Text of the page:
• The webhook payload is sent as an HTTP POST using HTTP over TLS 1.2.
  • You must respond within 2 seconds of the value in the webhook's timestamp field, which is when Galileo sent the webhook.
  • Galileo initiates multiple, simultaneous TCP sessions and sends webhooks in parallel on those connections.
  • For efficiency, Galileo uses the keep-alive function instead of terminating each connection.
  • How many connections per second depends on how many cardholders you have and how often they perform card transactions. You must use your own business logic to obtain this sizing information.

Decisions to make

When designing your implementation of the Auth API, you will need to address issues such as these, as well as others:

  • Whether you or Galileo will be the system of record. This decision affects funds flow, how parameters are set on the back end, how you respond to the webhooks, and other considerations.
  • How to respond to balance inquiries.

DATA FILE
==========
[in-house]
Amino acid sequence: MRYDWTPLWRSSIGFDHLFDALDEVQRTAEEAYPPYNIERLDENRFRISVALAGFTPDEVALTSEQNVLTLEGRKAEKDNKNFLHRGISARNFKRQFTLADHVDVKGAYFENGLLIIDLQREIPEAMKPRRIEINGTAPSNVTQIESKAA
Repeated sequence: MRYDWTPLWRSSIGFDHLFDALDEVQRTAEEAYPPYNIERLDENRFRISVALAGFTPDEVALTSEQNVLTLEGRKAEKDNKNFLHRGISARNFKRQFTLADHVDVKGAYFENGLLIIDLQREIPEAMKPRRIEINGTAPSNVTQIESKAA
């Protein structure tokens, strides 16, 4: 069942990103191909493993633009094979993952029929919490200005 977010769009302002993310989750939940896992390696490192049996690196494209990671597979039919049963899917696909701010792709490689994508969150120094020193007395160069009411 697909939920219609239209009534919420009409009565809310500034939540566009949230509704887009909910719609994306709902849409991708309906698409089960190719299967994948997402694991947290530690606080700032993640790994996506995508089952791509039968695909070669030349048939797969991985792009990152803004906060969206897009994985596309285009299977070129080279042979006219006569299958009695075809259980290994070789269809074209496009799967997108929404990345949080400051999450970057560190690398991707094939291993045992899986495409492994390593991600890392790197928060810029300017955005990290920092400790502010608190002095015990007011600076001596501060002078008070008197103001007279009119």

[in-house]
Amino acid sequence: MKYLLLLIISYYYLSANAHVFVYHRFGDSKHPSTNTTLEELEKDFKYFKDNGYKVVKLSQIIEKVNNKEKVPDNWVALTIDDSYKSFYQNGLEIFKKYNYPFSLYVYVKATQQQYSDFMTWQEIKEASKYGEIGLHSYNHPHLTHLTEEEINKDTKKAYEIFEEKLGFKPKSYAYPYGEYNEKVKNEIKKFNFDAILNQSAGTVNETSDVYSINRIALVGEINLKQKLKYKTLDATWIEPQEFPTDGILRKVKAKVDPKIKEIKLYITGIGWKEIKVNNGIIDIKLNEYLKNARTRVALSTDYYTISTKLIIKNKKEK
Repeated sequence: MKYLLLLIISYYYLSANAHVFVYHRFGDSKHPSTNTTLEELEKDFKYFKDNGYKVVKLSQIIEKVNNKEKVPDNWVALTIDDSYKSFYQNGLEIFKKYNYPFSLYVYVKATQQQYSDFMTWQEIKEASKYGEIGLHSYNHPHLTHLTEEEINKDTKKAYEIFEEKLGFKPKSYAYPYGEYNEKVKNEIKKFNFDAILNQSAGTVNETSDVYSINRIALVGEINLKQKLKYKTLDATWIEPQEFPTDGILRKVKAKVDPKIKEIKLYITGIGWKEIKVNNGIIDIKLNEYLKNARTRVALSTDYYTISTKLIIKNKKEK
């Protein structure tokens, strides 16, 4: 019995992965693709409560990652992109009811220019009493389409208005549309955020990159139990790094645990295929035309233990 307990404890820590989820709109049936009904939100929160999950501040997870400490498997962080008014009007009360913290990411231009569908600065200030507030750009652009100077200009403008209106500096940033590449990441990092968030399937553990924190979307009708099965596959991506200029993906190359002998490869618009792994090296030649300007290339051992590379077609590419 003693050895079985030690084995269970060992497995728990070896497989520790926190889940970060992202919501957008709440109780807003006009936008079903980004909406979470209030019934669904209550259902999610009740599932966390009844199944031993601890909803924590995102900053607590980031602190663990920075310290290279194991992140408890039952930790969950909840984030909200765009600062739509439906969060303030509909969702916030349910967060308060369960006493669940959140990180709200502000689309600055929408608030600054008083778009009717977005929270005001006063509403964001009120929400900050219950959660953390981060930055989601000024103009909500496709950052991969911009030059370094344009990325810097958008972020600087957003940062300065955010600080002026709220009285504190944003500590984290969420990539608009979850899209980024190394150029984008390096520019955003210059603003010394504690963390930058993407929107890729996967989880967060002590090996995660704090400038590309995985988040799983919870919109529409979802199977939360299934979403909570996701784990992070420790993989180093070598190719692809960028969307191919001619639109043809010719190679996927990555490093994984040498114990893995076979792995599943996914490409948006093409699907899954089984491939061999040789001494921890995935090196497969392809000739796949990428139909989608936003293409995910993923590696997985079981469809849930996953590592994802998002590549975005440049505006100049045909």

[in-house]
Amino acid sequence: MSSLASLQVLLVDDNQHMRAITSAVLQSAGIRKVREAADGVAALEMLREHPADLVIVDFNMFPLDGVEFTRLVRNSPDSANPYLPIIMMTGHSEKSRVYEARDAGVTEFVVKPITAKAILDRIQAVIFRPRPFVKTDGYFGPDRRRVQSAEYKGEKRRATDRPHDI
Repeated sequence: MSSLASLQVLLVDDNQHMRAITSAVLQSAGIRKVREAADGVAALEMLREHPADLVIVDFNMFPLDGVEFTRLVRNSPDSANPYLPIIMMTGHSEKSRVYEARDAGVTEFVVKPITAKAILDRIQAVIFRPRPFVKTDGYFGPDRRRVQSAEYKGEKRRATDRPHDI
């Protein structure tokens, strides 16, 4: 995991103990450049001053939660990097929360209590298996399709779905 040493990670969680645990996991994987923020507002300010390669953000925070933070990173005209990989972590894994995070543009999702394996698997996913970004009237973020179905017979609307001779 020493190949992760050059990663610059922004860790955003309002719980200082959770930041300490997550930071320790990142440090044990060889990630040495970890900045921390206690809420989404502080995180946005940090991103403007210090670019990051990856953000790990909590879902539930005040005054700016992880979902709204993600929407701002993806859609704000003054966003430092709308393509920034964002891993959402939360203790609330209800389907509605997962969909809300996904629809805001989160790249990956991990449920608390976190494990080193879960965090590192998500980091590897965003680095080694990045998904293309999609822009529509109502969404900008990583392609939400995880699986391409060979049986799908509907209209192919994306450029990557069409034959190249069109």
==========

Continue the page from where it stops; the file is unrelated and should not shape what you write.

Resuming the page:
• When to override the Galileo response code, if permitted.
  • Whether to implement a real-time funding strategy to transfer funds into a cardholder account to cover the amount of an authorization.
  • How to deal with edge cases. Consult the Card Transactions Scenarios for detailed examples of some of the transaction types you will encounter:
    • Completions and settlements
    • Incremental authorizations
    • Reversals and their expiry
    • Advices

Message workflow

This is the general sequence of events for an authorization:

  1. The merchant sends an authorization request to its acquirer.
  2. The acquirer forwards the request to the network.
  3. The network forwards the request to Galileo.
  4. Gaileo forwards the request to you.
  5. You return a response to Galileo.
  6. Galileo forwards the response to the network.
  7. The network forwards the response to the acquirer.